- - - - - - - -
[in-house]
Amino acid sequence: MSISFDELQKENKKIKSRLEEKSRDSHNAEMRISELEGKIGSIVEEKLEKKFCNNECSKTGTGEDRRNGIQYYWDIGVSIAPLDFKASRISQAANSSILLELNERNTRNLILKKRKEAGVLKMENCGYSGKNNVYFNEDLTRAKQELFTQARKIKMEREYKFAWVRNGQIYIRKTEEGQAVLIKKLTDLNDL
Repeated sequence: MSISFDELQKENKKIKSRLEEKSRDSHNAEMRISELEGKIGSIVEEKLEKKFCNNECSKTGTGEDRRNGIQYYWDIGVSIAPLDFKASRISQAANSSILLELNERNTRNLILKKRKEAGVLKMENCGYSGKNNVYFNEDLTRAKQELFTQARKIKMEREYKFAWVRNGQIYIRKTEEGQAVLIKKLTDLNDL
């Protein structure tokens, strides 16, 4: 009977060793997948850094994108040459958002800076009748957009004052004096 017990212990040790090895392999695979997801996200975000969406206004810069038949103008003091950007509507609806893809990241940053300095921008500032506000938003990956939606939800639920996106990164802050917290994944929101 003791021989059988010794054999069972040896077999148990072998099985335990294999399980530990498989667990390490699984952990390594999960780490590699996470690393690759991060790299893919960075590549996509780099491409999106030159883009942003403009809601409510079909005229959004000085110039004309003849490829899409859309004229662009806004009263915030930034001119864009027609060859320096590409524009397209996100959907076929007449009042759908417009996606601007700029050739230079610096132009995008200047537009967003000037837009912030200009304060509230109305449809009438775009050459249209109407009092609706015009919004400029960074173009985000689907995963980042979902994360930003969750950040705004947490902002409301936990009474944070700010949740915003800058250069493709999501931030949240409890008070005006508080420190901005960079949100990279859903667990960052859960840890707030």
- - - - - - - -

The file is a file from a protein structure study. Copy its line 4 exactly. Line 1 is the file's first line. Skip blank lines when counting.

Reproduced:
């Protein structure tokens, strides 16, 4: 009977060793997948850094994108040459958002800076009748957009004052004096 017990212990040790090895392999695979997801996200975000969406206004810069038949103008003091950007509507609806893809990241940053300095921008500032506000938003990956939606939800639920996106990164802050917290994944929101 003791021989059988010794054999069972040896077999148990072998099985335990294999399980530990498989667990390490699984952990390594999960780490590699996470690393690759991060790299893919960075590549996509780099491409999106030159883009942003403009809601409510079909005229959004000085110039004309003849490829899409859309004229662009806004009263915030930034001119864009027609060859320096590409524009397209996100959907076929007449009042759908417009996606601007700029050739230079610096132009995008200047537009967003000037837009912030200009304060509230109305449809009438775009050459249209109407009092609706015009919004400029960074173009985000689907995963980042979902994360930003969750950040705004947490902002409301936990009474944070700010949740915003800058250069493709999501931030949240409890008070005006508080420190901005960079949100990279859903667990960052859960840890707030």